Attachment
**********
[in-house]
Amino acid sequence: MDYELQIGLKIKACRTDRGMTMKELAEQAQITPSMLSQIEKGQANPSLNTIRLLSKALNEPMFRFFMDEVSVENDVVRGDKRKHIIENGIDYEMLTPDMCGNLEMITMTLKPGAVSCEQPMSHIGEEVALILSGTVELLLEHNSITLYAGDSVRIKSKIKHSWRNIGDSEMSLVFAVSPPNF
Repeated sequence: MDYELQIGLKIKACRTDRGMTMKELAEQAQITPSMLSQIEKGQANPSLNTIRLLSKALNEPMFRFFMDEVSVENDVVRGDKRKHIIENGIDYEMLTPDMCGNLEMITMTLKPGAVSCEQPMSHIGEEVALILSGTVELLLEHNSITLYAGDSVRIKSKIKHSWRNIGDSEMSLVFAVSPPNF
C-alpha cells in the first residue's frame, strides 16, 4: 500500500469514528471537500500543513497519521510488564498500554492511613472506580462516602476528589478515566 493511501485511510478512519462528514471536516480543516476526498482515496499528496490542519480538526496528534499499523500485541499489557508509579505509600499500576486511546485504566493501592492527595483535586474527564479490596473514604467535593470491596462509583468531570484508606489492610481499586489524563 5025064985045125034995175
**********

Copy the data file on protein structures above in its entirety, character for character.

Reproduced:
[in-house]
Amino acid sequence: MDYELQIGLKIKACRTDRGMTMKELAEQAQITPSMLSQIEKGQANPSLNTIRLLSKALNEPMFRFFMDEVSVENDVVRGDKRKHIIENGIDYEMLTPDMCGNLEMITMTLKPGAVSCEQPMSHIGEEVALILSGTVELLLEHNSITLYAGDSVRIKSKIKHSWRNIGDSEMSLVFAVSPPNF
Repeated sequence: MDYELQIGLKIKACRTDRGMTMKELAEQAQITPSMLSQIEKGQANPSLNTIRLLSKALNEPMFRFFMDEVSVENDVVRGDKRKHIIENGIDYEMLTPDMCGNLEMITMTLKPGAVSCEQPMSHIGEEVALILSGTVELLLEHNSITLYAGDSVRIKSKIKHSWRNIGDSEMSLVFAVSPPNF
C-alpha cells in the first residue's frame, strides 16, 4: 500500500469514528471537500500543513497519521510488564498500554492511613472506580462516602476528589478515566 493511501485511510478512519462528514471536516480543516476526498482515496499528496490542519480538526496528534499499523500485541499489557508509579505509600499500576486511546485504566493501592492527595483535586474527564479490596473514604467535593470491596462509583468531570484508606489492610481499586489524563 5025064985045125034995175